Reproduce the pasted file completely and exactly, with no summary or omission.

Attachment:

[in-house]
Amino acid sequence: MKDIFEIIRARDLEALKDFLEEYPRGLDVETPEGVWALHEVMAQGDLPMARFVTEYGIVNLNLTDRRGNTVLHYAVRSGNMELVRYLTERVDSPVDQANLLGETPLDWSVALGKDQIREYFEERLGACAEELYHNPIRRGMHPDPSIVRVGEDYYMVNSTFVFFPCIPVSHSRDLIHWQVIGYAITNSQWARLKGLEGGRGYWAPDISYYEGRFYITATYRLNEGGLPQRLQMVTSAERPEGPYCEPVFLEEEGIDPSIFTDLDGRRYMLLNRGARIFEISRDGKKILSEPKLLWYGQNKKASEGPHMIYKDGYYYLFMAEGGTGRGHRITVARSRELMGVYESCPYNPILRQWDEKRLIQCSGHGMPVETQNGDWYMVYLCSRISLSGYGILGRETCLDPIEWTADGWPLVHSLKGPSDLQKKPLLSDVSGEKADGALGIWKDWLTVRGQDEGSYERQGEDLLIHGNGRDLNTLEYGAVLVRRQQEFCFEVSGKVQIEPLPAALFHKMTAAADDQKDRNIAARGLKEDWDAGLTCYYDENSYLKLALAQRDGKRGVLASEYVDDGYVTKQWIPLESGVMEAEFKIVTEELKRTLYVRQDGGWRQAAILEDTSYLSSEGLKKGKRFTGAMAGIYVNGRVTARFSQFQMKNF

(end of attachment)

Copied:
[in-house]
Amino acid sequence: MKDIFEIIRARDLEALKDFLEEYPRGLDVETPEGVWALHEVMAQGDLPMARFVTEYGIVNLNLTDRRGNTVLHYAVRSGNMELVRYLTERVDSPVDQANLLGETPLDWSVALGKDQIREYFEERLGACAEELYHNPIRRGMHPDPSIVRVGEDYYMVNSTFVFFPCIPVSHSRDLIHWQVIGYAITNSQWARLKGLEGGRGYWAPDISYYEGRFYITATYRLNEGGLPQRLQMVTSAERPEGPYCEPVFLEEEGIDPSIFTDLDGRRYMLLNRGARIFEISRDGKKILSEPKLLWYGQNKKASEGPHMIYKDGYYYLFMAEGGTGRGHRITVARSRELMGVYESCPYNPILRQWDEKRLIQCSGHGMPVETQNGDWYMVYLCSRISLSGYGILGRETCLDPIEWTADGWPLVHSLKGPSDLQKKPLLSDVSGEKADGALGIWKDWLTVRGQDEGSYERQGEDLLIHGNGRDLNTLEYGAVLVRRQQEFCFEVSGKVQIEPLPAALFHKMTAAADDQKDRNIAARGLKEDWDAGLTCYYDENSYLKLALAQRDGKRGVLASEYVDDGYVTKQWIPLESGVMEAEFKIVTEELKRTLYVRQDGGWRQAAILEDTSYLSSEGLKKGKRFTGAMAGIYVNGRVTARFSQFQMKNF